- Title: Exit West
- Author: Mohsin Hamid
- Genre: Cultural Fiction
- Structure: Linear third-person narration
- First Line: “In a city swollen by refugees but still mostly at peace, or at least not yet openly at war, a young man met a young woman and did not speak to her.”
This has to be one of my favorite books of the moment. Can I just preface all this: I’m so glad this book exists. Buy it ASAP before it winds up on a banned books list. I’ll summarize for you in my usual five points. There’s more than these five points, but I think these are great starters.
- If I had to describe this book in one word, it would be “shocking”. It is shocking to me as a white woman, born and raised in the US, living a comfortable life. It is shocking, even though I keep up with the news. It is shocking the things I do not know and do not see. If you want a taste for what’s going on in the Middle East, this is it, unfiltered. I consider “shocking” to be a fantastic thing because if we rest in our comforts, others suffer, our integrity suffers, our humanity suffers. So, don’t suffer. Read this book.
- I fell in love with both of the main characters about two pages in, which is admittedly fast for me. They are the beautiful balance of yin and yang. I’m not sure if I’ve ever witnessed an author perfect and exemplify that balance quite like Hamid, but you have to experience it.
- At first, this point was going to go under “The Bad” for me because it seemed random. Throughout the book are sprinkled separate little stories. I’m telling you this so you get the full experience, but these little stories are not interlocking. I think they’re there to be juxtaposed with the two main characters and highlight the migrant life.
- Quick read! I read this little guy cover-to-cover in more or less than 5 hours. The print is a pretty decent size and the book moves fast. Not to mention, the story will keep you captivated easily for hours.
- I think this book, in 10 years (or sooner), will be one that a lot of people are reading and reflecting upon. Even though this is fiction and there are fictional aspects, what inspired this book is not. Hamid doesn’t go into where the main characters are from specifically and this is probably to lend to the notion of being a migrant: not truly being “from” anywhere, but constantly on the move. However, I think these characters could easily be from any country in the Middle East right now. And this book broke my heart over and over in the course of reading it, not because it was sad, but because it was true.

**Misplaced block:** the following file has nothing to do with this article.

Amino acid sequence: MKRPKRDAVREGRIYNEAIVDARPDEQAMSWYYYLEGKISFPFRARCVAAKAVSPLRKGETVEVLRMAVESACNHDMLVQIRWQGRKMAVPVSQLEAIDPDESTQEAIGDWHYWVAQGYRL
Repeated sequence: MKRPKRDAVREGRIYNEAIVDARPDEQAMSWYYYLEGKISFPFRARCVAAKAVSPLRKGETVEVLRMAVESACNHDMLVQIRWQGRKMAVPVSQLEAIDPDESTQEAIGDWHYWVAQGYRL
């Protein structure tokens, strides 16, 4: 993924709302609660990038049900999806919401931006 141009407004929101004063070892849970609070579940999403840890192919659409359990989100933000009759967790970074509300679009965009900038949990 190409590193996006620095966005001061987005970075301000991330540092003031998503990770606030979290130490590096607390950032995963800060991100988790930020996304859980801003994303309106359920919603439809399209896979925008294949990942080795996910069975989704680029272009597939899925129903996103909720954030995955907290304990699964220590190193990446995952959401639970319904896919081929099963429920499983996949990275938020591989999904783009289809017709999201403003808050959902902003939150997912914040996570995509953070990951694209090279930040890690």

It took me about 20-30 pages to keep pace with his writing. It’s not that the writing is difficult, or necessarily “bad”, but it reads choppy to me. This is probably done intentionally to add to the drama and experience of the book, but I tend to prefer writing that has more of a flow. I think the same mission could have been accomplished with a more enhanced style of writing.
Also, I’ll make my usual note of graphics and what-not here. Again, not that graphic scenes or crudeness is “bad”, but some people may want to know. There is mild (as in maybe 3-4 words) of strong language and there are some vague graphic scenes.
THE SWEET SPOTS
In this section, I cover some of my deeper, personal thoughts. Books are meant to make you think. I always think the best books are the ones that help you discover pieces of yourself.
- Did this book remind you of anything that has happened to you?: It reminds me of my sophomore year of college. I took a course on the Holocaust. I learned about how it escalated, what specifically happened, who was targeted, how families and innocent children were torn apart and killed. I also read how most of the world did not know that the Holocaust was happening when it was. I was flabbergasted by that fact. Millions and millions of people were mercilessly killed. How could the world be that ignorant? After reading this book, I realized how the world can be that ignorant. We are in the middle of a Holocaust ourselves and it’s happening in the Middle East.
- Did this book give you any new ideas of yourself?: On a random note, as I was reading this book, all I could think about was my gratitude for Josh, my husband. The main character, Saeed, and his father, both reminded me a lot of Josh. I think it was their kindness and generosity. I am so very blessed and fortunate to have Josh by my side every day.
- What lesson did you learn?: The news is unreliable. The news, of course, usually, will report the bombings and killings in the Middle East, but it’s mentioned in passing, like an “Oh, by the way” sort. It takes the humanity out of it. Migration is going to happen (history proves it). We can be threatened by it or we can be educated by it. One is more painful than the other.
If you’re on the fence about immigration, read it. If you think people should just go back to where they came from, then this book should definitely be on your list. If you have no idea what’s happening in the Middle East, then this is a must. Honestly, if you’re a living, breathing person who can read, read it. The writing might be a challenge to get into at first, but the story is a beautiful one. Like I said, a super quick read! Grab it for a road trip or an airplane flight!
GET YOUR COPY HERE!
I received Exit West from the Book of the Month Club for March 2017. It was so great to receive personalized book recommendations at my doorstep! Honestly, I’m not sure if I would’ve picked up and experienced Exit West if it wasn’t for BOTM. You can join the club here for under $20 a month!
*Thank you Book of the Month Club for sponsoring this. All opinions are my own.